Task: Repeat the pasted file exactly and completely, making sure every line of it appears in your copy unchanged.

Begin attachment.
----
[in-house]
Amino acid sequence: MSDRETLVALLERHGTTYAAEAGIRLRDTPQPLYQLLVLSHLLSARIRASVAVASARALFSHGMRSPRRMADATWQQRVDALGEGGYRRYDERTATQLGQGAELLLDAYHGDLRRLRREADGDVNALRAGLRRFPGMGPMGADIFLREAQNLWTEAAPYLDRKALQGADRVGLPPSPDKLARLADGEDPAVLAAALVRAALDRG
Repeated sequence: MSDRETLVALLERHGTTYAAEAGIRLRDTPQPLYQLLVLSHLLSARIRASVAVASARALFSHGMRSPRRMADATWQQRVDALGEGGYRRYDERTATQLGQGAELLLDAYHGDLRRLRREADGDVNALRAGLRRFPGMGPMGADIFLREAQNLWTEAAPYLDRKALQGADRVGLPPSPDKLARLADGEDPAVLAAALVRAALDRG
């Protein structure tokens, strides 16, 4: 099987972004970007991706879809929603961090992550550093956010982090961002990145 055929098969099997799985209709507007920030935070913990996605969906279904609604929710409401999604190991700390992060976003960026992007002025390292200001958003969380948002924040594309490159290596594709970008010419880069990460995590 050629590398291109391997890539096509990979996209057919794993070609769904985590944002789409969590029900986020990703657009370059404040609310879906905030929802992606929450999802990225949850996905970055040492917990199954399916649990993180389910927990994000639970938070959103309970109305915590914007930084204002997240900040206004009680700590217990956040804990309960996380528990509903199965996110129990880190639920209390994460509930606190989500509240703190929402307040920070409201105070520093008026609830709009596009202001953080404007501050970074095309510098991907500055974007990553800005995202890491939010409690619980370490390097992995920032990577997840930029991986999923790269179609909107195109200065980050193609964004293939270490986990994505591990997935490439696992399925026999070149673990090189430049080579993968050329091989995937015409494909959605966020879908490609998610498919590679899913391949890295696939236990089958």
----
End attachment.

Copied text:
[in-house]
Amino acid sequence: MSDRETLVALLERHGTTYAAEAGIRLRDTPQPLYQLLVLSHLLSARIRASVAVASARALFSHGMRSPRRMADATWQQRVDALGEGGYRRYDERTATQLGQGAELLLDAYHGDLRRLRREADGDVNALRAGLRRFPGMGPMGADIFLREAQNLWTEAAPYLDRKALQGADRVGLPPSPDKLARLADGEDPAVLAAALVRAALDRG
Repeated sequence: MSDRETLVALLERHGTTYAAEAGIRLRDTPQPLYQLLVLSHLLSARIRASVAVASARALFSHGMRSPRRMADATWQQRVDALGEGGYRRYDERTATQLGQGAELLLDAYHGDLRRLRREADGDVNALRAGLRRFPGMGPMGADIFLREAQNLWTEAAPYLDRKALQGADRVGLPPSPDKLARLADGEDPAVLAAALVRAALDRG
């Protein structure tokens, strides 16, 4: 099987972004970007991706879809929603961090992550550093956010982090961002990145 055929098969099997799985209709507007920030935070913990996605969906279904609604929710409401999604190991700390992060976003960026992007002025390292200001958003969380948002924040594309490159290596594709970008010419880069990460995590 050629590398291109391997890539096509990979996209057919794993070609769904985590944002789409969590029900986020990703657009370059404040609310879906905030929802992606929450999802990225949850996905970055040492917990199954399916649990993180389910927990994000639970938070959103309970109305915590914007930084204002997240900040206004009680700590217990956040804990309960996380528990509903199965996110129990880190639920209390994460509930606190989500509240703190929402307040920070409201105070520093008026609830709009596009202001953080404007501050970074095309510098991907500055974007990553800005995202890491939010409690619980370490390097992995920032990577997840930029991986999923790269179609909107195109200065980050193609964004293939270490986990994505591990997935490439696992399925026999070149673990090189430049080579993968050329091989995937015409494909959605966020879908490609998610498919590679899913391949890295696939236990089958």